Q. Let me rephrase that. What's the best vacation you've ever taken?
BRYSON DECHAMBEAU: The best vacation I've ever taken. Well, I can say that down in the Bahamas in Albany, I think it was the middle of this year with a couple of buddies of mine for a week. We were down there and we just had a blast, going and playing a little bit of golf, going swimming with the sharks, spear fishing, and then having nice dinners. I mean, that's really something that I enjoy. And working out. Working out is really fun, too, for me, if it's in the right setting at the right time of year. It can be a stress reliever in a nice way.

Q. Two years ago when you turned professional at Hilton Head, did you hope for this kind of success?

Q. Did you believe at that time you would get it?
BRYSON DECHAMBEAU: At that time I finished fourth after the RBC Heritage Classic, my first TOUR event as a professional, and I thought, wow, this is easy. This is not difficult at all. And then, lo and behold, I struggled for the next year and a half in the sense -- a year, I'd say. And it was eye-opening to me because even though I'd played well, I knew I could do it, but I didn't know all the stuff that I know now to help me be consistent. I had to go through that year-and-a-half-, two-year learning process to figure out all these external variables that affect how you play.

And I can't name -- there's more than I can count on my hands right now. I'll give you five -- how about I give you two, three? I mean, one of them would be patience, realizing it's a process and becoming more patient on the course and in life in general. And then two, another big one for me was having the right caddie on the bag. That was something that helped me become a better person, a better player, as well.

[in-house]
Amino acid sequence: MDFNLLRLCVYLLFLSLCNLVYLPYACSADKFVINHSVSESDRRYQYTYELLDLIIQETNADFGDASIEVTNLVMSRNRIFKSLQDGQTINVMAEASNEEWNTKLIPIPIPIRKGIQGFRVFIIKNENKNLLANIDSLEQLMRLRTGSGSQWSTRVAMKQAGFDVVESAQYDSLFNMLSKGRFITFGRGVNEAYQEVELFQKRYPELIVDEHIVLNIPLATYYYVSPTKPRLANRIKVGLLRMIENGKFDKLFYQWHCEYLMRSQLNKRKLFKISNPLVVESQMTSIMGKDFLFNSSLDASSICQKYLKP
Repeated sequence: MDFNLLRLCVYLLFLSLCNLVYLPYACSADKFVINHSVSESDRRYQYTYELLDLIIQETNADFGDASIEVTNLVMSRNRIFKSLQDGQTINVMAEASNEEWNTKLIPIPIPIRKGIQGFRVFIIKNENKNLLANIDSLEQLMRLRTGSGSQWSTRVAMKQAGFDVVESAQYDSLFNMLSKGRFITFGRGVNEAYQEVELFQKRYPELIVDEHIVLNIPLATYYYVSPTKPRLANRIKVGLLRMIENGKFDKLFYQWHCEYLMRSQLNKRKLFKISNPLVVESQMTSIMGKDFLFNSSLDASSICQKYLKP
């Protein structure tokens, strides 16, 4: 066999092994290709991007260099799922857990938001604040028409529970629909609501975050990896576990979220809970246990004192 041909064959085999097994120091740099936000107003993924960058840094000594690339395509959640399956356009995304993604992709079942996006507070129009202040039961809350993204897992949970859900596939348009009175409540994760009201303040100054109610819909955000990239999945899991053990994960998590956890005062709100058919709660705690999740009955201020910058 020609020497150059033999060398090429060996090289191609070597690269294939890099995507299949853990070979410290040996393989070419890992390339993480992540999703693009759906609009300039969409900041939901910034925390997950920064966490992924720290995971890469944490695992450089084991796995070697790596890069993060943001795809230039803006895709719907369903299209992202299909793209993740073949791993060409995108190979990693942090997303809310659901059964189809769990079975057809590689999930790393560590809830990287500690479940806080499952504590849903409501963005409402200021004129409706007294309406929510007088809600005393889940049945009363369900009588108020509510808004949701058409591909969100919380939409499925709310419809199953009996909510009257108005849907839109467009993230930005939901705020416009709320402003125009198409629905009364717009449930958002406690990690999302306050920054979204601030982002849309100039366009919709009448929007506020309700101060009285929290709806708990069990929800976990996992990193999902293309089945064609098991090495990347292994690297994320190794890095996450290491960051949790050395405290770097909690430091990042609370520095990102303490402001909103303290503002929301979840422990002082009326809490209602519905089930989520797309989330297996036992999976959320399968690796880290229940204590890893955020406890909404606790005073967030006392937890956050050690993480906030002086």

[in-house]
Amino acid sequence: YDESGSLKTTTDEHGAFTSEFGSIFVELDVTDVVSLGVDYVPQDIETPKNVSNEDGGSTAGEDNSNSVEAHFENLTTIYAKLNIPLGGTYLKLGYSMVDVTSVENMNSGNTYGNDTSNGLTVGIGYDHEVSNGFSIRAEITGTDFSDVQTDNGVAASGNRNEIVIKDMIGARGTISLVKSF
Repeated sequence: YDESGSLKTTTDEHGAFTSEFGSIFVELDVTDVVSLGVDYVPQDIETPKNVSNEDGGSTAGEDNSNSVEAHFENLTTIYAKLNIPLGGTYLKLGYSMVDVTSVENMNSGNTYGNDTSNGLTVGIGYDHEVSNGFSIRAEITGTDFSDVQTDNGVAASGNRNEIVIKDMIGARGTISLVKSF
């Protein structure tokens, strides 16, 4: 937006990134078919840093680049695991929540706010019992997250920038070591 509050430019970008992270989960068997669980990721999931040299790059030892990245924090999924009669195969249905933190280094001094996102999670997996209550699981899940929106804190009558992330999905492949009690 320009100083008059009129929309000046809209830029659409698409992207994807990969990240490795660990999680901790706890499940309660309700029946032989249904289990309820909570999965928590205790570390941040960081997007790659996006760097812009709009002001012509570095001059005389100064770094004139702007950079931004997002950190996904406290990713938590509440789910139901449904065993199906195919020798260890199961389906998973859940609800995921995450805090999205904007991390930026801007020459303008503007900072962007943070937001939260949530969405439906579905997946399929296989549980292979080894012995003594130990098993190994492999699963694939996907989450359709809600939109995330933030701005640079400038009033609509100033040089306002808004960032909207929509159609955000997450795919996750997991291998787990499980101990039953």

Q. I know you have big business this week with the FedExCup, but I'm sure you must find yourself at times drifting off thinking a little bit about Paris as much as you're looking forward to that. There's talk you might pair with Tiger. What do you look forward to most heading over to France?
BRYSON DECHAMBEAU: Well, it's going to be my first time, and I'm fortunate enough to have a little bit of experience playing overseas in these team events. I played in the Walker Cup, Royal Lytham St. Anne's, so I've got a little bit of experience playing overseas, and I played well over there, too. What I'm looking forward to most is the team atmosphere. I remember that at the Walker Cup, and that was like nothing else, and I know it'll live up to the same standard. Maybe even better, too. So a lot of ping-pong going on over there, I know that for me. I just actually bought a ping-pong paddle last night, another new one. I needed a new rubber, so...